- Participants will be asked to provide breath samples, this will act as a control against which breath samples that occurred during ILI will be compared Visit 3: Peak influenza season usually January to February (+ or - 30 days)
- Collect 10ml clotted blood for serology. Process blood and store serum. Visit 4: End of influenza Season usually April to May (+ or - 30 days)
- Collect 10ml clotted blood for serology. Process blood and store serum. ILI event study visit Study participants will contact the study team by email or phone to alert them that an ILI event has occurred, and to arrange for a study team member to collect the swab and ILIef from them, as soon as possible after it has been taken, for appropriate storage (in a -80oC freezer) until tested. If study participants are at home when they develop ILI they will be asked to complete the self-swab and ILef. The swab will be doubled bagged and collected by a member of the research team in accordance with the transport guidance issued in the Government's guidance on COVID-19: safe handling and processing for samples in laboratories in accordance with UN3373, packing instructions 650. Swabs will be delivered to the UHL virology laboratory and processed according to standard operating procedures (see Section 8.7.1).
It will be reiterated to the study participant that results of these swab results will be emailed and phoned through to them along with the latest occupational health advice. They will be advised to follow occupational health policy for ILI whilst awaiting the swab results, report sickness in the normal way and contact their GP if further medical advice regarding this current period of illness is needed.
The contents of the ILIef will be entered into the participants case report form (CRF), no personal information will be included. These details will be used in the interpretation of the viral sequencing and antibody titres, performed at WHO Melbourne.
If the study participant is at work when they develop ILI they will be asked to provide a breath sample and mask sample for the detection of influenza using novel methods prior to leaving work. Sampling materials will be brought to where the HCW is located but if this could not happen straight away then the HCW would be told to follow occupational health advice and go home. Specimens collected from these processes are detailed in section 8.7.
Inpatient breath sample Inpatients will be approached as per the usual UHL infection control policy. Only patients who have results available for a recent throat swab tested for common respiratory pathogens will be approached. COVID-19 positive wards will not be involved in recruitment instead inpatients with Influenza and other respiratory viruses will be recruited from COVID-19 negative wards. Patients who are confirmed influenza positive are usually managed in side rooms as per policy. In all cases, the patient will not be required to come into contact with the analysis equipment, as the breath capture and analytical processes are separate. Mask sampling will not be undertaken on patients who require oxygen therapy via a face mask. Once consented to the study one member of the research team will approach the patient with the masks, syringes and mouthpieces needed for breath sample collection. A repeat throat swab will also be taken at this time so accurate comparison can take place between the novel diagnostic methods and current practise. All three breath sampling methods, where possible, will be used. Once the samples have been collected they will be placed in a biological hazard bag and taken to the analysis machines. Swabs and mask samples will be transported to the virology Laboratory at Leicester Royal Infirmary for processing. The breath capture equipment (syringes and disposable mouth pieces) will be disposed of in the normal way for clinical waste. TD tubes and the Bio-VOC sampler will be double bagged and will be decontaminated. This is the only study visit required by inpatients and no further follow up is required.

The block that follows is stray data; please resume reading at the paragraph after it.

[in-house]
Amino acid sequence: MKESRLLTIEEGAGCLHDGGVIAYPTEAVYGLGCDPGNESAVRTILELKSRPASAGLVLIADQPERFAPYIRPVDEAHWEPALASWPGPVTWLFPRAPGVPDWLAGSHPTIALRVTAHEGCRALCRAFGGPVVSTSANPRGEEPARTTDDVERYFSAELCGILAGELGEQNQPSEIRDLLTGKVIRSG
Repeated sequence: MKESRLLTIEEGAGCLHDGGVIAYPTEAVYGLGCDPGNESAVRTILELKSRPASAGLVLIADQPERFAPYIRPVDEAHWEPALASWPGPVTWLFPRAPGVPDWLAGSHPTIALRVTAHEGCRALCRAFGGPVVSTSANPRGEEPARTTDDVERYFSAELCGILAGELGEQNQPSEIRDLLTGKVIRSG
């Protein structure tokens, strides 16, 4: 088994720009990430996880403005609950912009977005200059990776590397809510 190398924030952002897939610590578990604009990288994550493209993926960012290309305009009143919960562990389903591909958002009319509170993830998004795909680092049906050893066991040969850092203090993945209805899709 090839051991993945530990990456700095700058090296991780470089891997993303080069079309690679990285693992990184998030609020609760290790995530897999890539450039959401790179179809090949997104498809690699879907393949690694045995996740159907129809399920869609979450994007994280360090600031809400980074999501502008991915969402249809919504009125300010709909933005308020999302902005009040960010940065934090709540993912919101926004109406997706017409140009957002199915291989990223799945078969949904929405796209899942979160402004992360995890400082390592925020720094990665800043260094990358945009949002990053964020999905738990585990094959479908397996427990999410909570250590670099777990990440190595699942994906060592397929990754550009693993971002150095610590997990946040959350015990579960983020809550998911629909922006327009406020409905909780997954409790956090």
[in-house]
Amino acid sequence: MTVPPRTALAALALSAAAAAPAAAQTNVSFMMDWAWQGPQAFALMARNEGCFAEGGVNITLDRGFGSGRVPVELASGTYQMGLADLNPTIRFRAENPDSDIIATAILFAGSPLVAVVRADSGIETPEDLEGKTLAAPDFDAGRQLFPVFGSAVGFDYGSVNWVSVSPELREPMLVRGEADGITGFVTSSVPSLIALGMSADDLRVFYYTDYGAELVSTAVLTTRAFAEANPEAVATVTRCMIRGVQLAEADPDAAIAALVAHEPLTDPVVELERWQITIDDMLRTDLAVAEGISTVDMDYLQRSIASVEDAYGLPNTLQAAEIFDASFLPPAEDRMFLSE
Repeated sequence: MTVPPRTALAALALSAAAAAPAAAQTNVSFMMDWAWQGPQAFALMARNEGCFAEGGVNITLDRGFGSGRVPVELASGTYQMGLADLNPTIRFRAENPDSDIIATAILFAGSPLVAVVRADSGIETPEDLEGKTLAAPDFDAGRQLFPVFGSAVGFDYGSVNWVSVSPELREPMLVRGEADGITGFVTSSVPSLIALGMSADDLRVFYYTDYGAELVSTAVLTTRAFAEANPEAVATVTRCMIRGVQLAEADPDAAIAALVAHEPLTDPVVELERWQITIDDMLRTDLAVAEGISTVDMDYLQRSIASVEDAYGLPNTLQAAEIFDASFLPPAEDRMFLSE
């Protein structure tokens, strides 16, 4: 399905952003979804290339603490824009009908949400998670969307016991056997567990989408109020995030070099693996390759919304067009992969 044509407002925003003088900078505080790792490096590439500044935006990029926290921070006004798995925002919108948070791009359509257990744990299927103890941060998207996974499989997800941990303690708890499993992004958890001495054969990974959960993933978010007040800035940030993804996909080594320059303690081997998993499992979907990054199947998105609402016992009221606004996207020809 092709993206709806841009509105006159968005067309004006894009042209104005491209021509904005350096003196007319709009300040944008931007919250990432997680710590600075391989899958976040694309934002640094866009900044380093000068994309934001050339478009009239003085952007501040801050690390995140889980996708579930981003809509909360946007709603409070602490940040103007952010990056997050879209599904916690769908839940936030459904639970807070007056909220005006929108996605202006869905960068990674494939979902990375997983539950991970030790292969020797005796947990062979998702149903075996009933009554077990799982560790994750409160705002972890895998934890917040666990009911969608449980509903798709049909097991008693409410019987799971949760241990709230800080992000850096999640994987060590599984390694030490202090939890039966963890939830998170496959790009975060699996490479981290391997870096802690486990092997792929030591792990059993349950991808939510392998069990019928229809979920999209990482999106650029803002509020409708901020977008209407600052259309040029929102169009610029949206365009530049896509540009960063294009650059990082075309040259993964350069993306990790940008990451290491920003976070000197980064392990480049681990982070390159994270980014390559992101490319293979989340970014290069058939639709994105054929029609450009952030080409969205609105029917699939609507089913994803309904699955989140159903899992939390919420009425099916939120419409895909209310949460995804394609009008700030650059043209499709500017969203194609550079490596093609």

Self-swabs The swabs will be delivered to the Department of Clinical Microbiology at University Hospitals of Leicester NHS Trust where they will be handled under Cat 2 (BSL-2) conditions. They will be vortexed, and swabs discarded leaving the inoculated virus transport medium (VTM). The VTM tubes will be tested on a standard diagnostic assay (routinely used for hospital patient testing) to check for the presence of influenza (as many different respiratory viruses can cause an 'influenza-like illness'). If influenza is detected, then an aliquot of this VTM will be sent to WHO Melbourne, along with the serum samples, for viral sequencing of influenza. VTM will be transported to the WHO laboratory under UN3733/Category B regulations.